and here i am complaining that i am taking a job that will over pay me that i didn’t really want but just wanted the money while so many people are unemployed.
Okay. This is almost laughable. I’m sure most of you have seen it already. But I have to say something.
I put it in quotes because, uh, well, hate to burst your bubble, GOP, but the same procedure used to perform abortions is used for countless other reasons.
Do you know what happens during a miscarriage? Since you voted “yes” on this amendment, GOP, I’m willing to bet that you don’t. You bleed; sometimes so much so that it can kill you, and your only chance of survival is that the hemorrhaging tissue (it’s not a baby, never was, and most certainly won’t be now that you’ve miscarried) be removed and you get a blood transfusion immediately. If you’re lucky, you’ll avoid a Catholic hospital, where you’ll be sentenced to death because your physician doesn’t perform abortions ever ever EVER, despite the fact that prayer doesn’t really evacuate uterine contents no matter how hard you work at it.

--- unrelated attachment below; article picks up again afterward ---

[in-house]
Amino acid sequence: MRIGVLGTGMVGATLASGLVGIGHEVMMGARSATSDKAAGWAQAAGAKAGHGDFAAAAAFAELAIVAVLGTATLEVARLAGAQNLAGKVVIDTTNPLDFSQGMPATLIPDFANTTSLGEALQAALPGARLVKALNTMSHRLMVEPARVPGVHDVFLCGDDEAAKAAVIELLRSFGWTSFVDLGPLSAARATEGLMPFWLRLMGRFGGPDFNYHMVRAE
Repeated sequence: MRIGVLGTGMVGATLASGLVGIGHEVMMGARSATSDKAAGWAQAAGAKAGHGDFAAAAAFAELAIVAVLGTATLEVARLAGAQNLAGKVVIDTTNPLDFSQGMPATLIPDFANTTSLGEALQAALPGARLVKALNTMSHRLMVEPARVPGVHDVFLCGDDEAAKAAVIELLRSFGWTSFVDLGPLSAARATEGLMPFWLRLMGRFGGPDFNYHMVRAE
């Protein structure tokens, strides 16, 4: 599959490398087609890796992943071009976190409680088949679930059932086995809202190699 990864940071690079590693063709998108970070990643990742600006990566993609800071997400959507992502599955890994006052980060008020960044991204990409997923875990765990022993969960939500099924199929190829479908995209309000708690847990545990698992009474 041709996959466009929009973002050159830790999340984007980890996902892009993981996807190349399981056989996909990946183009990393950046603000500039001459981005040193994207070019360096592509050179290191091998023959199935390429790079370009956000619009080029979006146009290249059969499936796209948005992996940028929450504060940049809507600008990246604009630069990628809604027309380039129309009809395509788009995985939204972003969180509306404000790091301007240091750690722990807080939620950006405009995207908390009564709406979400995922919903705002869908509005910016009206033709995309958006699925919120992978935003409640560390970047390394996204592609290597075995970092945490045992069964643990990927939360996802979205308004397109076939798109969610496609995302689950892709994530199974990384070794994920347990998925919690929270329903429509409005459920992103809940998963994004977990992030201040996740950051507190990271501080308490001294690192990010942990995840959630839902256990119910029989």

But if that doesn’t happen, and you live, chances are bits of that miscarried tissue (do anti-choicers seriously think a miscarriage is anything like giving birth? don’t answer that) are going to remain inside the uterus. And doctors will have to remove it from the uterus.
What’s that called?
Oh, right. Let’s not teach doctors how to do that. We wouldn’t want them saving lives or anything.
There are other reasons someone might need the contents of their uterus removed, by the way. Fibroids. PCOS. Endometriosis.
I saw this on a protest sign once: politicians make crappy doctors. I’m just a former pre-med with access to Wikipedia, and I’m a better doctor than the entire Republican party. Fancy that!
It would be laughable, if it wasn’t so horrifying.
I honestly don’t know what to say. I’m shocked that something so dangerous and cavalier was passed. Did they have ANYONE testify as to the bigger ramifications of this?
Did they have actual doctors explain what outlawing such procedures would mean for patients?
How is this not a violation of a person’s right to abortion? “We can’t stop you from getting one so we’re going to make teaching how to do one illegal.”
HOW IS THIS NOT A VIOLATION OF A PATIENT’S RIGHTS?
I can’t fucking believe this. Thank the baby Jesus that this will never be passed by the Senate and will be vetoed by the President.
I feel safe knowing Barack Obama will be President for a second term to veto all of this bullshit.